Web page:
“Pan-democratic legislators have requested to meet with Lam today to seek solution in this political crisis. But the request of dialogue has been rejected by Lam. We cannot be angrier at her rejection to the request, which proves her “willingness to listen” to be the ugliest political lie,” the statement read. “Lam’s arrogance revealed by her public responses since June 9 have only poured fuel to the flame, and lead to the crisis today. Lam is the culprit.”

Today’s protest was a continuation of the weeks of demonstrations that have rocked Hong Kong since early June, first fueled by widespread fears that the extradition bill could see Hongkongers entangled in the mainland’s notoriously politicized courts, and later galvanized by the heavy-handed police response to an unruly protest on June 12.

That response appeared to win the cause widespread public sympathy, but protests in recent days have taken on a far more disruptive cast, with mostly young demonstrators surrounding police headquarters and occupying government buildings, stymying government workers and everyday Hongkongers alike.

Concerns that such actions could risk turning public opinion elicited initial apologies, but appeared to have evaporated by this afternoon.

“You can say that this is some kind of violence, but that’s all because of the government,” said one protester, who gave his name as Don. “So I think we should use all kinds of methods we have.”

“We tried to protest peacefully, but they wouldn’t listen,” he added, saying that protesters had to do something the government “can’t ignore.”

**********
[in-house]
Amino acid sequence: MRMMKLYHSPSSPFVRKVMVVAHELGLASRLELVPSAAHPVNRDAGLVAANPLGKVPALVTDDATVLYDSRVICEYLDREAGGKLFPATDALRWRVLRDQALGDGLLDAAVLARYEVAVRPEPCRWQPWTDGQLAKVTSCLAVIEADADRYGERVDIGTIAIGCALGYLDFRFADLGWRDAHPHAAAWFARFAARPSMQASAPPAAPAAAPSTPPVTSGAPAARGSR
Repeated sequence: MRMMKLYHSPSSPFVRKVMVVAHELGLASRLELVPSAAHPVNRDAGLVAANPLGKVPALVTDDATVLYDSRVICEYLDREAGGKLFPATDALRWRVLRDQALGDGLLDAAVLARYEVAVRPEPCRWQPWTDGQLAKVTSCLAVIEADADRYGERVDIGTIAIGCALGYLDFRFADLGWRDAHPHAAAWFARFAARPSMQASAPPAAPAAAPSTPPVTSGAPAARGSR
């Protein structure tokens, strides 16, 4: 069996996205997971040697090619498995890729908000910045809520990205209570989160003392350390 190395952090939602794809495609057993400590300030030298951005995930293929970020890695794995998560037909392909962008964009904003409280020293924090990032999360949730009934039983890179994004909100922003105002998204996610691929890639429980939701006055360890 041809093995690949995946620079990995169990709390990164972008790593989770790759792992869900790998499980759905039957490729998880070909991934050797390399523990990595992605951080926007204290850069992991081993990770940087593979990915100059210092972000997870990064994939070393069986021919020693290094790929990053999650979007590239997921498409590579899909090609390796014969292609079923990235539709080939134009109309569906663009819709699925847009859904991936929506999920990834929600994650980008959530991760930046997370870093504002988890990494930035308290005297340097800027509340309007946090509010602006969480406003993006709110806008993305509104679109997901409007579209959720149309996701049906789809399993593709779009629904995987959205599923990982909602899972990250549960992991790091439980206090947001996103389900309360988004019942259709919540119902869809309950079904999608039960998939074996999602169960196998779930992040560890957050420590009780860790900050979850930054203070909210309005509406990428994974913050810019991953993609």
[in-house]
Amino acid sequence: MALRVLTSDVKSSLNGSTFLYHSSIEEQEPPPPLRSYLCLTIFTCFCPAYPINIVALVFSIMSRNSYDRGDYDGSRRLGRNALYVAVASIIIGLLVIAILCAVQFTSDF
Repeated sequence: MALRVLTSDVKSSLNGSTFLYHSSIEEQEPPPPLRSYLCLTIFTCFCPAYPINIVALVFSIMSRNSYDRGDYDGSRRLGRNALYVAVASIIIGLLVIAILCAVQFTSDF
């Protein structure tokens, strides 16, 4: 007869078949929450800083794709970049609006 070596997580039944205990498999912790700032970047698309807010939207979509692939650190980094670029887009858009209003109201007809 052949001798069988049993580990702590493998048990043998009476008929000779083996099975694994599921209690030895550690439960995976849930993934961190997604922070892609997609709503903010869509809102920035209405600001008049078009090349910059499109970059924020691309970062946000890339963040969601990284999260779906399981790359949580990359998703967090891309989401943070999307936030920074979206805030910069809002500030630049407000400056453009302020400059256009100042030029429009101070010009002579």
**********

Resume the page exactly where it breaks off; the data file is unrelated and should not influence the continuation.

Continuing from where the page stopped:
Indeed some of the actions seemed almost designed to provoke a violent police response, which may, in fact, be the point. In an op-ed for the New York Times yesterday, a self-described Hong Kong protester, Fred Chan Ho-fai, espoused a view calling for “aggressive nonviolence” to provoke an outsized police response to turn the public against the authorities.

“An important idea that has been circulating in online forums is now firmly planted in my mind,” Chan wrote. “It is called the Marginal Violence Theory (暴力邊緣論), and it holds that protesters should not actively use or advocate violence, but instead use the most aggressive nonviolent actions possible to push the police and the government to their limits.”

However, Chan also acknowledged the trickiness of employing such a strategy.

“It’s difficult to calibrate it just right: If the police get violent, we, the protesters, win over a million people — as happened between the marches on June 9 and June 16 — but if the protesters get violent, we lose a million,” he writes.

A protester at today’s march, who gave his name as Ryan, insisted that despite the destruction of property, the protest remained nonviolent and did not have the “characteristics” of a riot.

“We haven’t seen any fire; we haven’t seen a real confrontation between students and the police,” he said a few hours before the crackdown, adding that nonetheless, the effort to storm the LegCo “doesn’t seem very fruitful.”

Following the crackdown, multiple observers were quick to label the police’s willingness to let protesters do thousands upon thousands of dollars’ worth of damage before cracking down a “trap.”

https://twitter.com/jgriffiths/status/1145692175683837952

Among them was pro-democracy lawmaker Fernando Cheung, who said he was “sorry that people played into it.”